But I guess I’m the only one who doesn’t think it’s awesome to build billions in trains and still have nearly everyone driving most of the time, because the choice to drive remains a preferable experience to a ludicrous degree.

      20. Jason, it’s 15 minutes at a brisk pace to Dick’s from the Harrison/Aurora station. And that’s a few minutes from the true core of the neigborhood, which is 5-10 minutes from much of the residential around there. I used to live there and know that walk pretty well. If the Harrison/Aurora station existed when I lived there, I would have taken the bus instead. I’m pretty sure most would.

        As for Belltown, not quite as agregious but it is one of the few truly urban environments in Seattle and really should have its own station. Definitely over Denny and Westlake, no matter how much the city wants to push SLU.

    4. I’d also rather serve Fremont (and Queen Anne Hill though much less importantly) than Interbay. Interbay is purely an unwalkable un-urban pass-thru area. Put me down for ‘Option D’ but add a Freelard station for targeted infill development.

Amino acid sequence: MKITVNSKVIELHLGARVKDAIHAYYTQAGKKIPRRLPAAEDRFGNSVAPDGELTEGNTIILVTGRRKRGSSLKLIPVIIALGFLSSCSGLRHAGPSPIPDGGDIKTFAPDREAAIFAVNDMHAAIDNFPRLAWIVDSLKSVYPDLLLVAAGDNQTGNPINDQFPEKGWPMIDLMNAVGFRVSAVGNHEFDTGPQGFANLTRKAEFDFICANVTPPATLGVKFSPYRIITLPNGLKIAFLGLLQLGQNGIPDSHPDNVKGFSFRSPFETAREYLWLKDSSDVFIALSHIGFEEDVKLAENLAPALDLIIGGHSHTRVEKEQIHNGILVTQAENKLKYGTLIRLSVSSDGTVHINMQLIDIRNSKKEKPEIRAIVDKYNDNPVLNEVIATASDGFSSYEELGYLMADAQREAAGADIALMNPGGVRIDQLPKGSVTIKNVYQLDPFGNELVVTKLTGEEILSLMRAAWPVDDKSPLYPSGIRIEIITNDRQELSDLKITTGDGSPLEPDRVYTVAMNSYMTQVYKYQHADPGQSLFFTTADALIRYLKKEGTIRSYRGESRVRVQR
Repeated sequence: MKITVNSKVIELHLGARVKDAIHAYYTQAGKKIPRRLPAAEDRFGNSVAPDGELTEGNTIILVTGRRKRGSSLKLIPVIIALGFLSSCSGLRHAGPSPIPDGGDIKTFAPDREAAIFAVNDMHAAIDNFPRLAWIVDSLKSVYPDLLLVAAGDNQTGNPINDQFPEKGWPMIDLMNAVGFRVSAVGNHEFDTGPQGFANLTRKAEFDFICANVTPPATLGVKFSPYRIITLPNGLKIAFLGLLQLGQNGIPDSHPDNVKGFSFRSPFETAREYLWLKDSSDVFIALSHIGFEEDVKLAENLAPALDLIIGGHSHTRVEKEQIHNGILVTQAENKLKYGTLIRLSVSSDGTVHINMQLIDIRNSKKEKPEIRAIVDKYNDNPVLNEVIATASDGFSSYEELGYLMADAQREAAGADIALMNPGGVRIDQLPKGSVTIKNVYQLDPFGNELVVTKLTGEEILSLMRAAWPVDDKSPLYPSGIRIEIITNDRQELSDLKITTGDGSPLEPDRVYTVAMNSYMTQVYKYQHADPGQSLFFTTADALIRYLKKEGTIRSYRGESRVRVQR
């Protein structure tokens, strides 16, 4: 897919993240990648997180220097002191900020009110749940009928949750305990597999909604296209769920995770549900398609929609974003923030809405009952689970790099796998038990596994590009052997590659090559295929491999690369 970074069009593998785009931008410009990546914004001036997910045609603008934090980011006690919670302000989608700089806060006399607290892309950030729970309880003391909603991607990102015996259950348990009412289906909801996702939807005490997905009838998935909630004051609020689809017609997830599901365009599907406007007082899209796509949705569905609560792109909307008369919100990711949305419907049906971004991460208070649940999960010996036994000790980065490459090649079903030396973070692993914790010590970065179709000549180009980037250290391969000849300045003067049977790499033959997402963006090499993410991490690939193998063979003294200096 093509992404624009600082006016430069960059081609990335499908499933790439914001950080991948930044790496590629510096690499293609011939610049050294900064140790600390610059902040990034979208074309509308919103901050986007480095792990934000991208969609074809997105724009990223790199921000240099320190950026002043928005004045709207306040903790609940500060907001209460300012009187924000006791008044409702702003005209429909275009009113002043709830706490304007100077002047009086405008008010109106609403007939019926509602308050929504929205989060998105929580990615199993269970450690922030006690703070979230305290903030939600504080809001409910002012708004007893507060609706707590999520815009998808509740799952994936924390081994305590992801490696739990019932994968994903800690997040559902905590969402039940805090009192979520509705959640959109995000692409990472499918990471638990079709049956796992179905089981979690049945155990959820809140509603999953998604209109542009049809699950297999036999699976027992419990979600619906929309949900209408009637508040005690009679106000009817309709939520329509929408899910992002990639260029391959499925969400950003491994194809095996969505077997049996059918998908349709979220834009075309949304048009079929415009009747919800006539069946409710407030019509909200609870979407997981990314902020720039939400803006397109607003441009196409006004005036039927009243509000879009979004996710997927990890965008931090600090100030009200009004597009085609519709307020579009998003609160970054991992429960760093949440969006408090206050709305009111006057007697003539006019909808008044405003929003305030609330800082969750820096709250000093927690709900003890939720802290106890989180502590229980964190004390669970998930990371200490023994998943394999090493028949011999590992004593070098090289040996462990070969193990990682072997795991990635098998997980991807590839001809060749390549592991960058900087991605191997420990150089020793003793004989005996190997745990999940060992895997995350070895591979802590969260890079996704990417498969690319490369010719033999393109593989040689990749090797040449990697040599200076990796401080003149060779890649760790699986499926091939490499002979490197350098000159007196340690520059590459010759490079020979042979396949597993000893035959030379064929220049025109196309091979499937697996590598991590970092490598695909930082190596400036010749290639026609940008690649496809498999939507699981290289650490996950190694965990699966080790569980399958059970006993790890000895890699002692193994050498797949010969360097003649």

Serve SLU with longterm Metro 8 subway, Roosevelt/Eastlake BRT, Rapid Ride extension from the south and a rebuilt SLU streetcar track that is center running and dedicated transit lanes (which would be shared with Roosevelt BRT from Westlake Station to MOHAI where they diverge, the streetcar then stay on Westlake to Fremont in a rebuilt Westlake along the lake that is a boulevard, and again with dedicated transit lanes).

      1. The D Option has been excluded. There will be no Ballard-Fremont-Upper QA-Lower QA subway, even though it would be a more heavily used system that Ballard via 15th West.

      2. Since when was it excluded?!?! I guess I’m starting to share d.p.’s perspective that apparently the goal in this town is to spend billions building the shittiest transit system possible.

      3. Yeah, the D line is prohibitively expensive if they’re also planning to go to West Seattle (which they are). I think that would be by far the best choice, but I could live with the B line as well and I believe it is doable. That route hits Belltown, LQA, two stations along interbay, and then 3 in Ballard along 15th.